Hear the word of the Lord from Zephaniah: NLT Zephaniah 3:14 Sing, O daughter of Zion; shout aloud, O Isreal! Be glad and rejoice with all your heart, O daughter of Jerusalem. 15 For the LORD will remove his hand of judgment and will disperse the armies of your enemy. And the LORD himself, the King of Israel, will live among you! At last your troubles will be over, and you will never again fear disaster. 16 On that day the announcement to Jerusalem will be, "Cheer up, Zion! Don't be afraid! 17 For the LORD your God is living among you. He is a mighty savior. He will take delight in you with gladness. With his love, he will calm all your fears. He will rejoice over you with joyful songs." 18 "I will gather you who mourn for the appointed festivals; you will be disgraced no more. 19 And I will deal severely with all who have oppressed you. I will save the weak and helpless ones;I will bring together those who were chased away. I will give glory and fame to my former exiles, wherever they have been mocked and shamed. 20 On that day I will gather you together and bring you home again. I will give you a good name, a name of distinction, among all the nations of the earth, as I restore your fortunes before their very eyes. I, the LORD, have spoken!"

God's people learn to rejoice in God's presence, even or especially when there seemed little visible evidence to support it. Think of Mary waiting for the birth of Jesus, dealing with some anxiety about people’s perceptions yet singing about her hope: "My spirit rejoices in God my Savior." Or consider Paul and Silas during their first visit to Philippi. When they were thrown into prison they sang hymns of praise at midnight, "and the prisoners were listening to them" and their chains fell off. (Acts 16:25) (Christian Century, Nov 23, 1994, William Dyrness) There is freedom in being able to rejoice in the middle of difficult circumstances. To cling tenaciously to hope in God while everything around you tells you there is no hope.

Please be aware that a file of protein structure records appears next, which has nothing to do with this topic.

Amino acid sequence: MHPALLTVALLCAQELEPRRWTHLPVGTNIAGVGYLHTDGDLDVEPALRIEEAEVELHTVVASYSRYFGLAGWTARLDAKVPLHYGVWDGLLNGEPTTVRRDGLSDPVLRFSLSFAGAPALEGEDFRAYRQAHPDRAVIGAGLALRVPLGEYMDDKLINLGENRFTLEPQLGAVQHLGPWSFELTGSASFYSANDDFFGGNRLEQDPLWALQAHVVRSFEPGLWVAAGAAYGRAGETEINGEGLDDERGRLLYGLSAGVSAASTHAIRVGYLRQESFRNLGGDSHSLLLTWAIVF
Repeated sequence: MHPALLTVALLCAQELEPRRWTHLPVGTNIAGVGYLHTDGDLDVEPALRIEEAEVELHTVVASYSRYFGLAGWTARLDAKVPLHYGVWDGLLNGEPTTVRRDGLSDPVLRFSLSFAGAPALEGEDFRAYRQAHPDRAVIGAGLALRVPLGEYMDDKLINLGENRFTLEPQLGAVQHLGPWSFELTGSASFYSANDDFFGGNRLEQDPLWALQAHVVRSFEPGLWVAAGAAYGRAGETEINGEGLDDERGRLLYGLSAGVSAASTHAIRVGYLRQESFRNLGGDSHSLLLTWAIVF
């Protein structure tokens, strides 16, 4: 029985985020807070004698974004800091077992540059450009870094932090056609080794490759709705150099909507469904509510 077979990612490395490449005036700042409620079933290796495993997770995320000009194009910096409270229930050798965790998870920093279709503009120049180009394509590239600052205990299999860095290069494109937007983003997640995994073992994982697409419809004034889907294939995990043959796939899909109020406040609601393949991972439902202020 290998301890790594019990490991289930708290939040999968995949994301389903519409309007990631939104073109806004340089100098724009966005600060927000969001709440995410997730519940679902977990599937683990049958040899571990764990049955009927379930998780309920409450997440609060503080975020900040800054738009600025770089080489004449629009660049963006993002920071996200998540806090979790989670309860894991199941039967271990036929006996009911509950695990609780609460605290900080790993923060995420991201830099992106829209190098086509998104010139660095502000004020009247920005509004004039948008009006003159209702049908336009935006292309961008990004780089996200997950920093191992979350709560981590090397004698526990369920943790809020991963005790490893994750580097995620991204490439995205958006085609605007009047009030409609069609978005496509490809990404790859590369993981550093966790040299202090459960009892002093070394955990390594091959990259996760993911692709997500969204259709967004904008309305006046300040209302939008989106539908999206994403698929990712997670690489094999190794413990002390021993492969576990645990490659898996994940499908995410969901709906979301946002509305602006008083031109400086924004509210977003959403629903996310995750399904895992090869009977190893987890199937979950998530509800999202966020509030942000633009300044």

Those who have joy more than happiness know that life is painful. They are not in denial about their own and others’ pain, but they are not imprisoned in despair. They understand that they have a challenging but rewarding role to play in keeping the faith and living joyfully despite difficulties.

This passage captures the tension between the hope and the conviction we hold in God’s future, and the radical change and re-shaping of our world that is required for this foreseen future to become a present reality. There is great hope in a vision of a future restoration, but all of the difficulty and pain associated with his sort of change remains in view.” (Howard Wallace, Uniting Church, Australia)

It was hopeful on Friday to hear a repentant Tiger Woods say that he needs to take a break from golf to work on healing the hurt he has caused his wife and family, not to mention the disappointment of his friends and fans. This is something to rejoice in – his repentance, but not something to be happy about. There is no happiness in Tiger and his wife trying to work out the problems caused by his multiple infidelities. There is a lot of difficulty and pain ahead, yet there can be some joy in Tiger’s decision to try to do what is right and necessary, if there is any hope of healing.

So, my friends, we end up in the same place as last week, with the tension of knowing we have a God who is coming to make things right, who is calling us to live as Christ lived, which is quite different from the way we live now. God condemns the sin of our lives, challenges us to repent, and then takes the judgment away. God is delighting in us, while also wanting more from us. God is renewing us in God’s boundless love, rejoicing in us, changing our shame into praise.

We are accustomed to images of God as judge. We are accustomed to images of God as shepherd, gathering the flock into the fold. But how often do we imagine God as one who rejoices? One who sings? Yet here, in our text, God and God's people alike are caught up in a joy that overflows into song, a joy that springs from love renewed, from a relationship restored.

This joy is not one-sided. It is not simply we, God's people ,who rejoice because God has forgiven and restored us. It is not simply God's people who rejoice. God,too, sings and shouts with joy over this love restored. The divine heart overflows with jubilation!

This image of God bears no resemblance to Aristotle's "unmoved mover," Many people today think that some higher being set the world in motion and lets it go. No, this God is moved by human attitudes and actions. This God does not watch from a distance, but enters into the life of the world. This God enters even into human flesh, in the mystery and wonder of the Incarnation.

This Sunday, we rejoice in the love, even if our lives are in a minor key. We sing with the joy of a people redeemed and restored, but also with the joy of a God who is deeply invested in the life of the world. God sings. God shouts. God rejoices. Emmanuel comes to us and renews us in love “REJOICE, rejoice. Emmanuel shall come to Thee, O Israel.”

(Ideas in last four paragraphs re-worked from Kathryn Schifferdecker, workingpreacher.org)